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Politics Foreign Affairs Culture Fellows Program

It’s the Economy Again, Stupid

Biden’s insistence that everything is fine cuts against voters’ actual daily experiences.

President Biden Meets With Mexican President Obrador In The Oval Office
(Photo by Chris Kelponis-Pool/Getty Images)

One of the most succinct campaign slogans of the modern era came out of the 1992 Clinton campaign: “It’s the Economy, Stupid,” which picked up on the feeling Americans were less concerned with the incumbent’s apparent foreign policy success (remember Desert Storm?) than the nation’s changing economy. Clinton spun his personal concern for voters’ well-being off this, with the catchphrase “I feel your pain.”

Things seem headed for some sort of through-the-looking-glass-style repeat in 2024, as the incumbent is hoping to sell voters on the strength of the economy when they are more than skeptical. Bidenomics’ thrust seems to be “The Economy Is OK, Stupid.”

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“Bidenomics,” the word itself, melds two of the incumbent’s vulnerabilities: First, he is Joe Biden, 81 years old, “the Crypt Keeper”; second, the economy is fine, and just fine, if you don’t look at it too closely. Not much can be done with the first liability, but the second opens the door for Donald Trump to run on a populist version of the economy argument that could leave Biden looking uninformed and out of touch.

The New York Times paints the brightest picture of Biden’s economic world. Bidenomics propaganda points out that, in 2020, the average wage of workers who still had a job rose without talking about those who were laid off, disproportionately service workers. Growth in wages for everyone was then held down because those low-wage workers were being rehired at their old salaries.

Bidenomics fanboy Paul Krugman actually went as far as writing in the Times, “Until recently I thought everyone—well, everyone following economic issues—knew this.” Stupid voters, not keeping up with the Times. “There are two big questions right now about the U.S. economy,” says Krugman. “One is why it’s doing so well. The other is why so many Americans insist that it’s terrible.”

This dumb line of reasoning seems to attract progressives. One coined the term “vibe-cession” to describe the gap between the common perception and cherry-picked economic indicators. Others insist it’s poor perception and political polarization that are mostly to blame. Then, there is good old social media and its misinformation, reinforcing the “bad economy belief." A former Federal Reserve economist quoted by, of course, the Times, wrote that a “toxic brew” of human bias for negative information and the attention economy lead to consumer pessimism. If only those rednecks who don’t subscribe to the New York Times could see the view from up there.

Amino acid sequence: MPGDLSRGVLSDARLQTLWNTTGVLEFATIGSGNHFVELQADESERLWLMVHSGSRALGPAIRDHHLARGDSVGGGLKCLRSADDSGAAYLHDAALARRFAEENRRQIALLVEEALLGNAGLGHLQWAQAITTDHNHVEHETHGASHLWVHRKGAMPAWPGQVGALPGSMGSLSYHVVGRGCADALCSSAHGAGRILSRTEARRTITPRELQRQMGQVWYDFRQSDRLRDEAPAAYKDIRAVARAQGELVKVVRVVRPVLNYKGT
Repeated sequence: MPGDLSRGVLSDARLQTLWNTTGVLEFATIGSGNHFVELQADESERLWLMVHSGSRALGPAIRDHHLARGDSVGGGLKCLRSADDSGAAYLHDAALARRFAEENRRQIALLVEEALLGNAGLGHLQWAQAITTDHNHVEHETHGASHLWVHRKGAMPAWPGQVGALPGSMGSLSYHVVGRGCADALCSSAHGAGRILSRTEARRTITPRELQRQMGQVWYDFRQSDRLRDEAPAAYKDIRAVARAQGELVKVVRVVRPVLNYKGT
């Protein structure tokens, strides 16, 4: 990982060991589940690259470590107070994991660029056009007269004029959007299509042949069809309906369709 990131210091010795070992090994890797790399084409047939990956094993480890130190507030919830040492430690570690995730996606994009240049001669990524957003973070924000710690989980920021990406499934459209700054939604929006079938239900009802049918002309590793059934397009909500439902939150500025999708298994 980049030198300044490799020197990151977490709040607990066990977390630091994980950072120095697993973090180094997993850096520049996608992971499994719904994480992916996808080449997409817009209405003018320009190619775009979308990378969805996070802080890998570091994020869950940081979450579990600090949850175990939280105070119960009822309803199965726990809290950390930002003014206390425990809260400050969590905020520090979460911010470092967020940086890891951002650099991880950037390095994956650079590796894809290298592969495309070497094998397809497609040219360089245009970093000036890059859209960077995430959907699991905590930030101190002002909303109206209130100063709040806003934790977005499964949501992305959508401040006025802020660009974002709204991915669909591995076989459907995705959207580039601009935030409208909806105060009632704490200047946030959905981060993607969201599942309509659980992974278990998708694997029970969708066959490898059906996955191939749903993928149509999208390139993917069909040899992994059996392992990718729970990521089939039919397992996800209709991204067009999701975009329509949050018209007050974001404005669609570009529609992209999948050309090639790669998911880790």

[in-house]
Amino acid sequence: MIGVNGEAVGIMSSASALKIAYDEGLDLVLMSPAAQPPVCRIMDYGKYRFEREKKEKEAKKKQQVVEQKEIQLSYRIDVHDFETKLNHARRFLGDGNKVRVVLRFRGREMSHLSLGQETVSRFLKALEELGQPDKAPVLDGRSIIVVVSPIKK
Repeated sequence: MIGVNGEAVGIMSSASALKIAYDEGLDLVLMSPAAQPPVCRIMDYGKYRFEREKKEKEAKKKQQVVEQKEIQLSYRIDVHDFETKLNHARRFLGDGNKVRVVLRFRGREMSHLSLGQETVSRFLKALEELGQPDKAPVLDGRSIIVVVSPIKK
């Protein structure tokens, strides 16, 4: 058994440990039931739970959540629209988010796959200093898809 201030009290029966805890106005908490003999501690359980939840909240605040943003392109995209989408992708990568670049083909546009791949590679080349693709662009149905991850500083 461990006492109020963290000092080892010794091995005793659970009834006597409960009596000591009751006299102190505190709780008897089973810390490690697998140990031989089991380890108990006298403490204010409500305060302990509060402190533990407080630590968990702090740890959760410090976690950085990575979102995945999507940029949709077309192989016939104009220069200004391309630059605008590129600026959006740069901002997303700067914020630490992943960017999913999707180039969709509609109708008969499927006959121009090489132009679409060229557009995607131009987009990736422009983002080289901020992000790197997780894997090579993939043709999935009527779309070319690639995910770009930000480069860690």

The problem down here is economic reality, off-limits in Bidenomics. Start with inflation. Things cost more, with some of the highest jumps in prices in decades. (With the exception of the pandemic, there hasn’t been a year with average annual inflation above four percent since 1991.) Even after years of the Fed raising interest rates (see mortgages, below), inflation coming down does not fix the everyday problems of Americans.

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“Inflation,” as economists define the term, is nearly meaningless to most voters because it excludes food and energy prices: two significant parts of any household budget. To include those parts of most voters’ lives, you're looking for the Consumer Price Index, which includes everything but which rarely appears in feel-good tales of the Biden economy. Even then, watch the magician’s hands closely; prices at the pump are down more than 30 percent since their peak last year, but still up considerably since Biden took office. Some 74 percent today say they’re “at least somewhat worried” that the cost of living will climb so high that they will be unable to remain in their community.